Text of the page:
At the end of a long, hard day, nothing looks more inviting that your bed and a fluffy pillow. Crawling into bed is the best feeling in the world—until your kid wanders in and tells you they can’t sleep.
There are a few common sleep problems in children, so how can you help them get the sleep they need? Follow this guide! The SleepwalkerSleepwalking occurs when a child is partially aroused out of deep sleep. Stress and fatigue are sometimes to blame. Fortunately, most kids outgrow sleepwalking. In the meantime:
Night Terrors vs. NightmaresNightmares are more common than you may think: about 1 out of every 4 kids has scary dreams more than once a week. Night terrors are less common, affecting only about 4% of children, usually between the ages of 3 and 8 years old. During a night terror, your child may bolt upright screaming and sweating. He or she may be confused and have trouble remembering the dream. If your youngster can’t fall asleep after waking up and is scared, offer a hug and stay there until your child calms down.As with sleepwalking, night terrors tend to increase when children are stressed or tired. To prevent scary dreams, stick to a relaxing, regular sleep routine, and limit TV before bedtime.The Wet BlanketBed-wetting tends to run in families. If both parents wet the bed during childhood, their children will have an 80% chance of also being bed-wetters. And bed-wetting is twice as common in boys as in girls.Anxiety and stress may play a role when children start wetting the bed after being dry for at least six months. Many things can upset children, including the birth of a new sibling or a divorce. Bed-wetting can signal a medical problem, such as a bladder infection or a urinary problem. However, in those cases, other symptoms usually appear. Bed-wetting almost always disappears by the teen years. But in the meantime, it can have an effect on a child’s self-esteem. Here are some steps you can take:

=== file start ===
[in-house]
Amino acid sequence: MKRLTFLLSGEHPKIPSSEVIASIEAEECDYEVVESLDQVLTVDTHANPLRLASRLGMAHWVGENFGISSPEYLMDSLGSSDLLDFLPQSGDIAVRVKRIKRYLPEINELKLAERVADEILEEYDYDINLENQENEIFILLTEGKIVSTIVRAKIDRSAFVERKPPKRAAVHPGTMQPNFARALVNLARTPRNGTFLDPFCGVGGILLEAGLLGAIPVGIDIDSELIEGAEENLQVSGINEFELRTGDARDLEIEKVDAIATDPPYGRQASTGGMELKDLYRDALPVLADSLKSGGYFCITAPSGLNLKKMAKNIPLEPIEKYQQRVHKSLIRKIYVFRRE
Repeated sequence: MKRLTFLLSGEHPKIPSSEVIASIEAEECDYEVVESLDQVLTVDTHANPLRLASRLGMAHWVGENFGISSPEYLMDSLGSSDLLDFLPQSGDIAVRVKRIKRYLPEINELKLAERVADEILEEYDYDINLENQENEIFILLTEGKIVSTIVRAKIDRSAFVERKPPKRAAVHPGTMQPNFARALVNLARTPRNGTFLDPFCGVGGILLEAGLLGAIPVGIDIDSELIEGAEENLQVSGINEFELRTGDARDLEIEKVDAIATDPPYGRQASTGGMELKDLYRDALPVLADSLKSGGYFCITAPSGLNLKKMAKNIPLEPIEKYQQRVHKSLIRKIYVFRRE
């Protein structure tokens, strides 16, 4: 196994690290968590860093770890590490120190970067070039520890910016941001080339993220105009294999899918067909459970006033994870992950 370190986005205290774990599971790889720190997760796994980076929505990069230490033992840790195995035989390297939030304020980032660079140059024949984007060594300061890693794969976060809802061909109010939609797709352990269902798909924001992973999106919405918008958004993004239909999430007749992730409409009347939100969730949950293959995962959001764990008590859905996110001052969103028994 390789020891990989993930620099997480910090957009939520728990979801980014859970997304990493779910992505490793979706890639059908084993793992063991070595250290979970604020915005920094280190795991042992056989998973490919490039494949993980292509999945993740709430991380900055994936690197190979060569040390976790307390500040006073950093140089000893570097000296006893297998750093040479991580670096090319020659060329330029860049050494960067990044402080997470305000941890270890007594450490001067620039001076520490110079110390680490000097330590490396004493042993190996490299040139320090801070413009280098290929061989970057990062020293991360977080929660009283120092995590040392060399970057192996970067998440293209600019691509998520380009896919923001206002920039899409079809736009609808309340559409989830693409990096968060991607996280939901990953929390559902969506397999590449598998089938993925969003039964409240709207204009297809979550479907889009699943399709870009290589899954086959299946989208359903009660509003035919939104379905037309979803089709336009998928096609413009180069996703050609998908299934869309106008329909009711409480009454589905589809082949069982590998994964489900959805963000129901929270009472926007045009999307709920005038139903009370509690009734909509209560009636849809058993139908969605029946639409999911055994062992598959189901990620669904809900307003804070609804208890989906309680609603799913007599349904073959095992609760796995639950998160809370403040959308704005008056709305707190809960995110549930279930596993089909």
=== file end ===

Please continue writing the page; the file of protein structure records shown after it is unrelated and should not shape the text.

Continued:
The Night OwlsGo to bed now? If your kids regularly resist the bedtime call, they may miss out on needed sleep. To help corral your youngsters in the evening, try these sleep-inducing strategies:
We interviewed a bunch of kids to find out their thoughts on sleep. Their adorable reactions inspire us to learn more about stress and coping techniques ourselves!
Do your kids experience any of these sleep problems? How do you help them get better sleep?Sources: The National Sleep Foundation; National Heart, Lung, and Blood Institute
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